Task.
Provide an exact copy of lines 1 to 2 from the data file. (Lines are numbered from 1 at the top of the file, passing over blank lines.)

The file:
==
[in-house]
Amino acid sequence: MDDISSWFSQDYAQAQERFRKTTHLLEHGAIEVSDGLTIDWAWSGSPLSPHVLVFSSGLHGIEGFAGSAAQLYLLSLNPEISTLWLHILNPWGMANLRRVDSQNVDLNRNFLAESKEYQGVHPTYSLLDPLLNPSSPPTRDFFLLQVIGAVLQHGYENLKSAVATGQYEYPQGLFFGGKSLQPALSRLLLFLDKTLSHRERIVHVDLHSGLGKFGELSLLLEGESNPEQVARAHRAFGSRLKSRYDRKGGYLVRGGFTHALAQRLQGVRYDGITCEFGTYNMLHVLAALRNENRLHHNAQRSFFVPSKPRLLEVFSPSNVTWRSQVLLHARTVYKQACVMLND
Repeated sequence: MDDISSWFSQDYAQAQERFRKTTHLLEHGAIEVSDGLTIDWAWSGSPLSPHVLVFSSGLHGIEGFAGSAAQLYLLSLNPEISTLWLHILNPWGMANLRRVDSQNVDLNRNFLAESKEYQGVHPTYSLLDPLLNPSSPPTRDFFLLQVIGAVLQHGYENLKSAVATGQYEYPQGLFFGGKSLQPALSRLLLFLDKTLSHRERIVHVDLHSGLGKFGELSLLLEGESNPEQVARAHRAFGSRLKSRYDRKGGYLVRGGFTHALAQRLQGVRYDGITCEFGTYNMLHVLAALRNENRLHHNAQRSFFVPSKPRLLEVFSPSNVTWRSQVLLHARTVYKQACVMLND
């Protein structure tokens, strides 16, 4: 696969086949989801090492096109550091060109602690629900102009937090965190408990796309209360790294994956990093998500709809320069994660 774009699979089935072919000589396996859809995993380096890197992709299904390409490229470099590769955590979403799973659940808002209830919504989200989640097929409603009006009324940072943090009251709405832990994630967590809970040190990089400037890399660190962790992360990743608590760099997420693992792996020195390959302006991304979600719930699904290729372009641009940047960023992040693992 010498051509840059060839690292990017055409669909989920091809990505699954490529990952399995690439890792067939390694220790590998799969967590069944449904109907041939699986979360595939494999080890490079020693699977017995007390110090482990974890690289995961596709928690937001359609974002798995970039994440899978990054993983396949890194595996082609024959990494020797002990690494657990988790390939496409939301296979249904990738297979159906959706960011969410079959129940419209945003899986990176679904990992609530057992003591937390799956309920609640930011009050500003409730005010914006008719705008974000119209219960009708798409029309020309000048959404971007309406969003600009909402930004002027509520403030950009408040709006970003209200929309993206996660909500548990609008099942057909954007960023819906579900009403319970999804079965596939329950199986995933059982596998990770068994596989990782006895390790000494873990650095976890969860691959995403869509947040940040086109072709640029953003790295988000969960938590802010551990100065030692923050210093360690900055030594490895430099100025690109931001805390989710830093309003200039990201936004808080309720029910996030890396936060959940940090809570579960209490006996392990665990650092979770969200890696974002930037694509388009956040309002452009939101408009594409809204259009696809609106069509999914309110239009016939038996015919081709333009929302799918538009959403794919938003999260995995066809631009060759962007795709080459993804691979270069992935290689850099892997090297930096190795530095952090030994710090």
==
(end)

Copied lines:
[in-house]
Amino acid sequence: MDDISSWFSQDYAQAQERFRKTTHLLEHGAIEVSDGLTIDWAWSGSPLSPHVLVFSSGLHGIEGFAGSAAQLYLLSLNPEISTLWLHILNPWGMANLRRVDSQNVDLNRNFLAESKEYQGVHPTYSLLDPLLNPSSPPTRDFFLLQVIGAVLQHGYENLKSAVATGQYEYPQGLFFGGKSLQPALSRLLLFLDKTLSHRERIVHVDLHSGLGKFGELSLLLEGESNPEQVARAHRAFGSRLKSRYDRKGGYLVRGGFTHALAQRLQGVRYDGITCEFGTYNMLHVLAALRNENRLHHNAQRSFFVPSKPRLLEVFSPSNVTWRSQVLLHARTVYKQACVMLND